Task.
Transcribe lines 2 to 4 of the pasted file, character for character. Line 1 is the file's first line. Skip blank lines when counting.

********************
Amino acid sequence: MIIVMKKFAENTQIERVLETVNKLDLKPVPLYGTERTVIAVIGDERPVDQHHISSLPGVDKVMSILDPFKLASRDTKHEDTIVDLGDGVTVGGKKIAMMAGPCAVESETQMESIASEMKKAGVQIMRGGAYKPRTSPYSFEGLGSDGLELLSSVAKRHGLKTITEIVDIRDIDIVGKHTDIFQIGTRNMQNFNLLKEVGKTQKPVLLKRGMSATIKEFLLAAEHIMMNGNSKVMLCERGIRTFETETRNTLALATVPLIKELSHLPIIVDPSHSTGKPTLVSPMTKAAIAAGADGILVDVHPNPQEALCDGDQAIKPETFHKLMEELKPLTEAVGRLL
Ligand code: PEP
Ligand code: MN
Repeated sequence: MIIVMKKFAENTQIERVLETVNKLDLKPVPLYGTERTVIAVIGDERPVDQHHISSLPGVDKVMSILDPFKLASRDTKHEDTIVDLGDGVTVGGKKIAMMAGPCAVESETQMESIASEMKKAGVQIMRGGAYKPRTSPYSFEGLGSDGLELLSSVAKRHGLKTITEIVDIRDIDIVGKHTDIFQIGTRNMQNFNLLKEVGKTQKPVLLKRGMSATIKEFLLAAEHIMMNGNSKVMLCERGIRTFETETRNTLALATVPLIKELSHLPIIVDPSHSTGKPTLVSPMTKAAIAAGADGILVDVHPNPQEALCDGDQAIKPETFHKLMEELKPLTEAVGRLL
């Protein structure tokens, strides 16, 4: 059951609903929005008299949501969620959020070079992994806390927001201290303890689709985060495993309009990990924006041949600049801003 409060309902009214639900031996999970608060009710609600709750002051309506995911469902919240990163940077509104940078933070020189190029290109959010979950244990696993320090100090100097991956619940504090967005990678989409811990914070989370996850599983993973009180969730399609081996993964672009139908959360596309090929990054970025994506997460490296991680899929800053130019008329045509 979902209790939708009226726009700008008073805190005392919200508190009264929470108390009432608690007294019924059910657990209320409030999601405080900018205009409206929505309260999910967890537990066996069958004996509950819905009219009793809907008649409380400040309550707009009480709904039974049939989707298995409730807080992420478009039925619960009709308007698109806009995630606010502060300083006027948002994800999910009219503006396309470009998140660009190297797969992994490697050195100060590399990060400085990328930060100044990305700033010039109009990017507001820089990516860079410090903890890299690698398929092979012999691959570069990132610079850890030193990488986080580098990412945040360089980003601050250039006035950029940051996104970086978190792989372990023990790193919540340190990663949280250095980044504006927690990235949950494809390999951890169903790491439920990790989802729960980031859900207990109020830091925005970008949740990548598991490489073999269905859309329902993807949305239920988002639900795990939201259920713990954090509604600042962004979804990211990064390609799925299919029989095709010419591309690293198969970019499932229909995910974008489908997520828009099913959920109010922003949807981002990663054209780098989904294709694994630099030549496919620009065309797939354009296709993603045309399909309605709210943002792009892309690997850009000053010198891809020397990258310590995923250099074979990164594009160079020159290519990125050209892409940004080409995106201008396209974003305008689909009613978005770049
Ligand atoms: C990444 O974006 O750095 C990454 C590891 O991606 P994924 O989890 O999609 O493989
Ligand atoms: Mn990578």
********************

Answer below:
Ligand code: PEP
Ligand code: MN
Repeated sequence: MIIVMKKFAENTQIERVLETVNKLDLKPVPLYGTERTVIAVIGDERPVDQHHISSLPGVDKVMSILDPFKLASRDTKHEDTIVDLGDGVTVGGKKIAMMAGPCAVESETQMESIASEMKKAGVQIMRGGAYKPRTSPYSFEGLGSDGLELLSSVAKRHGLKTITEIVDIRDIDIVGKHTDIFQIGTRNMQNFNLLKEVGKTQKPVLLKRGMSATIKEFLLAAEHIMMNGNSKVMLCERGIRTFETETRNTLALATVPLIKELSHLPIIVDPSHSTGKPTLVSPMTKAAIAAGADGILVDVHPNPQEALCDGDQAIKPETFHKLMEELKPLTEAVGRLL